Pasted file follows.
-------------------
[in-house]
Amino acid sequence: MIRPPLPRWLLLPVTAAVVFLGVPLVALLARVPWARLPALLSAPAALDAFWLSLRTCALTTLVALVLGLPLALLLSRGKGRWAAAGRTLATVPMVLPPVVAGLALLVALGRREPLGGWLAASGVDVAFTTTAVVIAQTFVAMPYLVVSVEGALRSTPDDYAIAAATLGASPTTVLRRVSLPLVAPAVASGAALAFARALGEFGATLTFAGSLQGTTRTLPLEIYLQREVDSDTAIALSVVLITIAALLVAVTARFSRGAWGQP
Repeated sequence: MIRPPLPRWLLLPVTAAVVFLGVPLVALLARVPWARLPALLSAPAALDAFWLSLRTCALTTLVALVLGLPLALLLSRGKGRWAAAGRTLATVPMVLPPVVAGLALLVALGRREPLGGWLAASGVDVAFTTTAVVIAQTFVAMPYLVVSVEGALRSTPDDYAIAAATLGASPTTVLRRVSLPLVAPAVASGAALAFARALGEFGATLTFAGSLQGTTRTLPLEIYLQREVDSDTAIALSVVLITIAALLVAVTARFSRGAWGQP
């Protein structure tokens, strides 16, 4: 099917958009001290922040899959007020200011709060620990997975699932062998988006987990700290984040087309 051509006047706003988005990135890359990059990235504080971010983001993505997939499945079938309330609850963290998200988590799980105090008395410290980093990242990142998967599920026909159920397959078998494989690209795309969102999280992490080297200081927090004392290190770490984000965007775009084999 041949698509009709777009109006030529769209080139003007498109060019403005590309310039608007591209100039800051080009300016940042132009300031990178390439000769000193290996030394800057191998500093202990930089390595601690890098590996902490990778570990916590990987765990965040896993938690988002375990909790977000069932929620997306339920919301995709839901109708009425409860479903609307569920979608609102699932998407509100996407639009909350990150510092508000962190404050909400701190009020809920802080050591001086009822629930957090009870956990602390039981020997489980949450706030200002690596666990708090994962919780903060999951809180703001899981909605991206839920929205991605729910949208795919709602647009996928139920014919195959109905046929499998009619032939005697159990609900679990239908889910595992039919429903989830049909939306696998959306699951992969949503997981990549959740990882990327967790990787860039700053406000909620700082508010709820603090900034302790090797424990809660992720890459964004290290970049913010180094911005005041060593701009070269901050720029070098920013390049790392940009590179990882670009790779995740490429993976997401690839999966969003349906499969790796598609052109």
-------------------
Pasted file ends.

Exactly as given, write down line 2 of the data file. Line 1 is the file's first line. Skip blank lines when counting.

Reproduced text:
Amino acid sequence: MIRPPLPRWLLLPVTAAVVFLGVPLVALLARVPWARLPALLSAPAALDAFWLSLRTCALTTLVALVLGLPLALLLSRGKGRWAAAGRTLATVPMVLPPVVAGLALLVALGRREPLGGWLAASGVDVAFTTTAVVIAQTFVAMPYLVVSVEGALRSTPDDYAIAAATLGASPTTVLRRVSLPLVAPAVASGAALAFARALGEFGATLTFAGSLQGTTRTLPLEIYLQREVDSDTAIALSVVLITIAALLVAVTARFSRGAWGQP